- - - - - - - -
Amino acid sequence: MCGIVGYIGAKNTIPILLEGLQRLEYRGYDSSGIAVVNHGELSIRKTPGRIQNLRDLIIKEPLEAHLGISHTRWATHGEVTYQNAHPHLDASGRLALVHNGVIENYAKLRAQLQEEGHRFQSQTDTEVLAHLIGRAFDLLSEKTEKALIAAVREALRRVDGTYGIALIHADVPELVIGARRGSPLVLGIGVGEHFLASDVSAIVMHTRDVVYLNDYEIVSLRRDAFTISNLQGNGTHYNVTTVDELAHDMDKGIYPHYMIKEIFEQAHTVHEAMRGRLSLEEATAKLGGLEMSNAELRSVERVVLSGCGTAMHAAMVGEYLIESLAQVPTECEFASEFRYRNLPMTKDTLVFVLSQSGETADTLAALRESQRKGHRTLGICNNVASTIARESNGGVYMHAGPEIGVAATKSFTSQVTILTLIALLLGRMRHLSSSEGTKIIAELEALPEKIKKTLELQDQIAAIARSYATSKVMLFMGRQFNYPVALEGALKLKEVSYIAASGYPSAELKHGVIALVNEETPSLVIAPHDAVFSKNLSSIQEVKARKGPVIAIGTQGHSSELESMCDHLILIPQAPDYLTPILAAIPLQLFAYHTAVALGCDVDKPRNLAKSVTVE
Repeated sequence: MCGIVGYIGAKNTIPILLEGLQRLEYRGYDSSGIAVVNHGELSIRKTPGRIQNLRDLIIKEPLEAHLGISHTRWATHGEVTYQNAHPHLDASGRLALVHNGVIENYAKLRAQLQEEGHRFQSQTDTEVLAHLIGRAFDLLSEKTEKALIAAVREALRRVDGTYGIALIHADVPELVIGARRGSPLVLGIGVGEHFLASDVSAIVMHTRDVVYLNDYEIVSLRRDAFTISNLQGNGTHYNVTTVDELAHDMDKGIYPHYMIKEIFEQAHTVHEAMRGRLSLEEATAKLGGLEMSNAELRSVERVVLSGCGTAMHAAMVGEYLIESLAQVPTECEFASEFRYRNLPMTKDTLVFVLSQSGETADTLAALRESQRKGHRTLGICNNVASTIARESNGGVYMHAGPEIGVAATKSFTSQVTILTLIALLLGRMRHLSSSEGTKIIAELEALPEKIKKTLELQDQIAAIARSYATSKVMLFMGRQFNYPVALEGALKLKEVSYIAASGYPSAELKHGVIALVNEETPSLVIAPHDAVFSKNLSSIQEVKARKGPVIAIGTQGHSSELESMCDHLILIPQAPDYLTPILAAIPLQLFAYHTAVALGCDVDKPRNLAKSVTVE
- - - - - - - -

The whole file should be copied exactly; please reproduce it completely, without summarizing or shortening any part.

Amino acid sequence: MCGIVGYIGAKNTIPILLEGLQRLEYRGYDSSGIAVVNHGELSIRKTPGRIQNLRDLIIKEPLEAHLGISHTRWATHGEVTYQNAHPHLDASGRLALVHNGVIENYAKLRAQLQEEGHRFQSQTDTEVLAHLIGRAFDLLSEKTEKALIAAVREALRRVDGTYGIALIHADVPELVIGARRGSPLVLGIGVGEHFLASDVSAIVMHTRDVVYLNDYEIVSLRRDAFTISNLQGNGTHYNVTTVDELAHDMDKGIYPHYMIKEIFEQAHTVHEAMRGRLSLEEATAKLGGLEMSNAELRSVERVVLSGCGTAMHAAMVGEYLIESLAQVPTECEFASEFRYRNLPMTKDTLVFVLSQSGETADTLAALRESQRKGHRTLGICNNVASTIARESNGGVYMHAGPEIGVAATKSFTSQVTILTLIALLLGRMRHLSSSEGTKIIAELEALPEKIKKTLELQDQIAAIARSYATSKVMLFMGRQFNYPVALEGALKLKEVSYIAASGYPSAELKHGVIALVNEETPSLVIAPHDAVFSKNLSSIQEVKARKGPVIAIGTQGHSSELESMCDHLILIPQAPDYLTPILAAIPLQLFAYHTAVALGCDVDKPRNLAKSVTVE
Repeated sequence: MCGIVGYIGAKNTIPILLEGLQRLEYRGYDSSGIAVVNHGELSIRKTPGRIQNLRDLIIKEPLEAHLGISHTRWATHGEVTYQNAHPHLDASGRLALVHNGVIENYAKLRAQLQEEGHRFQSQTDTEVLAHLIGRAFDLLSEKTEKALIAAVREALRRVDGTYGIALIHADVPELVIGARRGSPLVLGIGVGEHFLASDVSAIVMHTRDVVYLNDYEIVSLRRDAFTISNLQGNGTHYNVTTVDELAHDMDKGIYPHYMIKEIFEQAHTVHEAMRGRLSLEEATAKLGGLEMSNAELRSVERVVLSGCGTAMHAAMVGEYLIESLAQVPTECEFASEFRYRNLPMTKDTLVFVLSQSGETADTLAALRESQRKGHRTLGICNNVASTIARESNGGVYMHAGPEIGVAATKSFTSQVTILTLIALLLGRMRHLSSSEGTKIIAELEALPEKIKKTLELQDQIAAIARSYATSKVMLFMGRQFNYPVALEGALKLKEVSYIAASGYPSAELKHGVIALVNEETPSLVIAPHDAVFSKNLSSIQEVKARKGPVIAIGTQGHSSELESMCDHLILIPQAPDYLTPILAAIPLQLFAYHTAVALGCDVDKPRNLAKSVTVE